Flying with a baby might seem intimidating, but it’s a lot easier than flying with a toddler. Babies don’t cry particularly loudly, they don’t want to get up and run around, they don’t kick the seat in front of them, grab germy handrails, order sugary drinks, play loud video games, drop their toys, or say embarrassing things about other people very loudly. In exchange for a little milk, they will lie peacefully through the whole ordeal.
On my first flight alone, breastfeeding was pretty stressful. First, I was seated next to an older woman who asked that I move. I don’t know why exactly but she was clearly not at all interested in observing any feeding or changing activities close up. Not interested at all! I was then re-seated next to a young guy in a fancy business suit. “Great” rattled sarcastically in my head. I started to wiggle around, trying to figure out how I would ever discreetly feed this baby who was now making motions and noises that were definitely not discreet. The man looked at me, smiled, and said “Oh, I remember the first in-flight feedings, they were tough.” I wanted to hug that man! I still wish I could find him again and say thanks. Sure he made me feel comfortable on that one flight but his small, thoughtful comment transformed all the business men on that flight, and on every flight since, into dads-who-miss-their-kids-and-totally-understand-what-it-might-be-like-to-be-flying-alone-with-a baby-or-small-child.
The trickiest part of flying with a baby really isn’t the flight, it’s airport security. First of all, you should know that if your baby is finally , finally, finally asleep in his stroller, the TSA security officers do not care. They still need you to take your baby out of the stroller, fold the stroller up, and stuff it through the x-ray machine. All alone, this is not easy! Ask a stranger to help with the stroller. They’ll be more than happy to help you keep the line moving (ask someone behind you – they’ll be extra motivated). Be organized heading into security but don’t panic. All those business folk behind you can wait an extra 2 minutes to keep the flight safe and the parents sane.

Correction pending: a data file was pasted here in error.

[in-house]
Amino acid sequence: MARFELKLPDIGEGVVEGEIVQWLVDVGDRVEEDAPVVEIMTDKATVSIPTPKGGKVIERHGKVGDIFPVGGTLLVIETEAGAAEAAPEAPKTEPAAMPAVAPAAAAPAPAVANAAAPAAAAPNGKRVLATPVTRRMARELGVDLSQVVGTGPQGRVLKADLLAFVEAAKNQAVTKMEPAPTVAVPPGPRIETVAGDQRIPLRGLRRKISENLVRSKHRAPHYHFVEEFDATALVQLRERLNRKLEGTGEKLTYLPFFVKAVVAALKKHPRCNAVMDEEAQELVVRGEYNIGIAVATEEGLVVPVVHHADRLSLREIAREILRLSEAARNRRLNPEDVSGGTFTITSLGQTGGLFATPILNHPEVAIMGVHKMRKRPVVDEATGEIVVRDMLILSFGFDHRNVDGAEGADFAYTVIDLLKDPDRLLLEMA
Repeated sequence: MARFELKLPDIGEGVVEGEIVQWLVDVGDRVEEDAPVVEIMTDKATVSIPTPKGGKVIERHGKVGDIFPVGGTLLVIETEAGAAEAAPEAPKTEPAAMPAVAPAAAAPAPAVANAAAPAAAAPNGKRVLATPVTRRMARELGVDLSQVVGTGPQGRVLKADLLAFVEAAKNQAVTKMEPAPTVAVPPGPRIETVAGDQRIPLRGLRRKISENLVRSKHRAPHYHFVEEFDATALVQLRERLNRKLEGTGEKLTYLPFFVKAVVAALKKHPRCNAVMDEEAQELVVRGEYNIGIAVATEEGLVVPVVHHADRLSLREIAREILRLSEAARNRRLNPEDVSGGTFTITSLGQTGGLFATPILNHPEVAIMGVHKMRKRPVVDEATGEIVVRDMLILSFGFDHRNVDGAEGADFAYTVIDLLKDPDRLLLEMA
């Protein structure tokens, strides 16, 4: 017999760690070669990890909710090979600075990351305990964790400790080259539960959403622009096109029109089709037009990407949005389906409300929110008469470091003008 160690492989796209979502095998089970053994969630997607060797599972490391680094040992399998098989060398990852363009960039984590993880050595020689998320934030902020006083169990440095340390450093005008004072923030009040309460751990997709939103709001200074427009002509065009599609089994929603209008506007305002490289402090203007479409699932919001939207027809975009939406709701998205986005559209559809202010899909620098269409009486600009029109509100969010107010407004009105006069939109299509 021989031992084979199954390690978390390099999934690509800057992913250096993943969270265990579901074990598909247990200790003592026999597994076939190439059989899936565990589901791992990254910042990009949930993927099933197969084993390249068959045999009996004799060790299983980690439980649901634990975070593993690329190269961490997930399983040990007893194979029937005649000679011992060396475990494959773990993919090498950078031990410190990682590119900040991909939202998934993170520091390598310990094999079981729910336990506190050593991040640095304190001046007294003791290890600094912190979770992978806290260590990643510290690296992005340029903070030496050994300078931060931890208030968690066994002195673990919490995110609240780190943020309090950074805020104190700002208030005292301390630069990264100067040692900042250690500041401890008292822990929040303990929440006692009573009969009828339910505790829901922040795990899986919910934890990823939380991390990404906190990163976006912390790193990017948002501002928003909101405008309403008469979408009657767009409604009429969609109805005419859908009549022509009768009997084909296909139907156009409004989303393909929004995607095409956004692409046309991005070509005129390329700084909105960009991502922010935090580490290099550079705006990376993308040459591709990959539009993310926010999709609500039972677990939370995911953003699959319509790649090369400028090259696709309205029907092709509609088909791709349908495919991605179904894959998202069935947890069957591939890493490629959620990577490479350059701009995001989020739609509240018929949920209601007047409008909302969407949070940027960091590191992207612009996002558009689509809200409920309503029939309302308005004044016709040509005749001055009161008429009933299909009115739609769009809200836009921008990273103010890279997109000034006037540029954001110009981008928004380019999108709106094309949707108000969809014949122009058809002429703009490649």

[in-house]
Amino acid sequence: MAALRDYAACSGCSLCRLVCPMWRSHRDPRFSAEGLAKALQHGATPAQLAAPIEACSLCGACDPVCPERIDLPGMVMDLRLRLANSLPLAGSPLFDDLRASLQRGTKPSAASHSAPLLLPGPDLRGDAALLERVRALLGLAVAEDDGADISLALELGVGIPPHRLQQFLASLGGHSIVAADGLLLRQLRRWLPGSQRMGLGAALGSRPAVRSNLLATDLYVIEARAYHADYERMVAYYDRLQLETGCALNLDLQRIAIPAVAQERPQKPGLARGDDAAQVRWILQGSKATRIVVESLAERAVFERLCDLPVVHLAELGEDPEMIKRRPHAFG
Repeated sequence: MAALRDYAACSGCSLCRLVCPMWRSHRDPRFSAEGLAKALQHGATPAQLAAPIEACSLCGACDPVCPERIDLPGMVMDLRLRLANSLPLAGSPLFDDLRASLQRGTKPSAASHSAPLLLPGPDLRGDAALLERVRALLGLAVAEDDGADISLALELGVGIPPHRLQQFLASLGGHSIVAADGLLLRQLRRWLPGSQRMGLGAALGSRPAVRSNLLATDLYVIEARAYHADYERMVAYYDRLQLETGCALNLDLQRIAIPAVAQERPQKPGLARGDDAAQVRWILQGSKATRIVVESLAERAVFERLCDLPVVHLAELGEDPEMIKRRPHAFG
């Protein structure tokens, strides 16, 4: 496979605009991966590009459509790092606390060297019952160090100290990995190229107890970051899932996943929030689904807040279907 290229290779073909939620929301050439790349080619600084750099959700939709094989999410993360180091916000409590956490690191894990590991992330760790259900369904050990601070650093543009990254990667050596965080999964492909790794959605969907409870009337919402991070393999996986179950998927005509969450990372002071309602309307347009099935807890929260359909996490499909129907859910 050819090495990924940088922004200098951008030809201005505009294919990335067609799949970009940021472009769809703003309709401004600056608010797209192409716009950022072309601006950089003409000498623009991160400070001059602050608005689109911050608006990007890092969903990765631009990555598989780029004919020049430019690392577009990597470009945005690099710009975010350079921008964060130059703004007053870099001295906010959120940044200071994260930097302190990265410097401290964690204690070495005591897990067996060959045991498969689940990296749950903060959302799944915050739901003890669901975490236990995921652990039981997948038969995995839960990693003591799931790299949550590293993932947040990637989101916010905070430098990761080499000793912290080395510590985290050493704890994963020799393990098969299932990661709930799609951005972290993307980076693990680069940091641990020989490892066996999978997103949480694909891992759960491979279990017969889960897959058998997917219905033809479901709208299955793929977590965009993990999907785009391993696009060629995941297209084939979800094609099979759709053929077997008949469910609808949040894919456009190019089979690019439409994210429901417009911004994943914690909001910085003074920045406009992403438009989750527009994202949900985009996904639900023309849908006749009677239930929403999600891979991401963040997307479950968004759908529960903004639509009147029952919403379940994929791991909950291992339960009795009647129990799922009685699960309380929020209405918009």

On business trips without baby, you may have to get your pump and breastmilk through security. This is really not a big deal. TSA security officers have seen breastpumps before … really. And mothers are allowed to bring breast milk through security (more than 3 oz) as long as they declare the milk to the security officer. Even moms travelling without their babies can take breastmilk through security. Breast milk is in the same category as liquid medications. You should keep it separate from your other liquids and present it for inspection. You won’t be asked to taste it (phew!) but you may be asked to open the container; and it might be tested for explosives. When travelling with a baby or toddler, you may also bring formula or juice through security in quantities over 3 oz but, again, you need to declare it and present it for inspection. Up-to-date details are available at the TSA website.
What about nursing and/or pumping on the road? As baby’s schedule adjusts, he’ll nurse at somewhat different times of the day. Milk production will adjust accordingly. It’s a lot easier to nurse in a foreign country than it will be later on when you need bits of food, clean hands, a place to prepare meals etc. so enjoy the simplicity. If you’re using bottles, pack spares! Throw spare bottles, bags, and formula into your carry on. Luggage gets lost, flights get delayed, but babies still need to drink. If you want to enjoy a drink while traveling, there is a new product to help you nurse safely. Milkscreen is a small portable test strip that tells you whether there is alcohol in your breastmilk. It’s tiny and easy to pack. You can buy Milkscreen at BabiesRUs, Target, Amazon, or directly from the manufacturer. For pumping on the road, bring spare tiny parts and keep them separately in your luggage. When you leave your pump all clean and dissassembled on a hotel towel, it’s easy for bits to get lost. Lost pump parts are a big bummer. Patience, confidence, flexibility, and spare parts … pretty much all you need for happy babies on the road!